Imperialism describes the domination of a one society or group over another, but this can happen in many different forms beyond colonial territory expansion. The key is that it involves the subjugation of an entire indigenous population. Some European intellectuals like Immanuel Kant and Denis Diderot critiqued imperialism for its cruelty to native populations. Philosophers as disparate as communist Karl Marx and utilitarian John Stuart Mill defended imperialism as an activity that would advance so-called "primitive" groups.

Cultural Imperialism

Cultural imperialism denotes how a dominant group's cultural practices come to dominate the cultural landscape of a subjugated population. In contemporary life, cultural imperialism can refer to the dominance of American or European popular culture in poor countries. One example is when American music dominates the charts in a developing society. When European art is idealized as fine art while African art is derided as "local craftsmanship," this suggests cultural imperialism. The term can also refer to the spread of Christianity from the colonial period until today.

Political Imperialism

The process through which a dominant country establishes political control -- called a sphere of influence -- over a poor country is political imperialism. Colonial expansion is one type, as is the establishment of puppet governments. Both the United States and Soviet Union used puppet governments during the Cold War. The intrastate wars that took place in Latin America during this period are now understood as proxy wars in which both countries tried to install sympathetic leadership via behind the scenes financial support and military training.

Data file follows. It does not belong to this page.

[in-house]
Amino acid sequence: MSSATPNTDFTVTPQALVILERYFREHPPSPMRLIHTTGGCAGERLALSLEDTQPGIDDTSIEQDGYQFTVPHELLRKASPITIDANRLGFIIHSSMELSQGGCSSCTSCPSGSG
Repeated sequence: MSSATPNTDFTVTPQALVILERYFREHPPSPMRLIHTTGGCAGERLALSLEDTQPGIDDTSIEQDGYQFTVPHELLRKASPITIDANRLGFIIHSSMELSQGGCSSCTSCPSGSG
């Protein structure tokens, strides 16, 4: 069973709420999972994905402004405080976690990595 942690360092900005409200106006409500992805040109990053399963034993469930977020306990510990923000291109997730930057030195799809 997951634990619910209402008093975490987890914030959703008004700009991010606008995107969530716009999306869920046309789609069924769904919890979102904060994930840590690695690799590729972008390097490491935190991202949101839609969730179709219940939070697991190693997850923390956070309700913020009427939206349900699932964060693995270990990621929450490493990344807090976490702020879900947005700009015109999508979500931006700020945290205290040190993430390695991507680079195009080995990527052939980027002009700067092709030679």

Economic Imperialism

Economic imperialism -- coined by political theorist Leonard Woolf -- refers to the way in which dominant powers establish economic power over developing countries. During colonial expansion, this meant exploiting forced labor and pillaging local resources to enrich the dominant countries. Left-leaning social scientists sometimes refer to the World Bank and International Monetary Fund as bodies that exert the West's economic domination over poor countries. They argue that this happens through structural adjustment programs that impose harsh austerity programs on sovereign states to force loan repayment.

When Types Overlap

Imperialism types can overlap with another and are often difficult to isolate. The George W. Bush Doctrine of preemptive warfare in Iraq -- with the goal of establishing a democracy there -- is sometimes viewed as political imperialism. But the drive for influence over the oil supply in the Middle East -- including preemptive war in Iraq -- can also be interpreted as economic imperialism. When American influences in music, television and film seep into native Iraqi culture, that's cultural imperialism.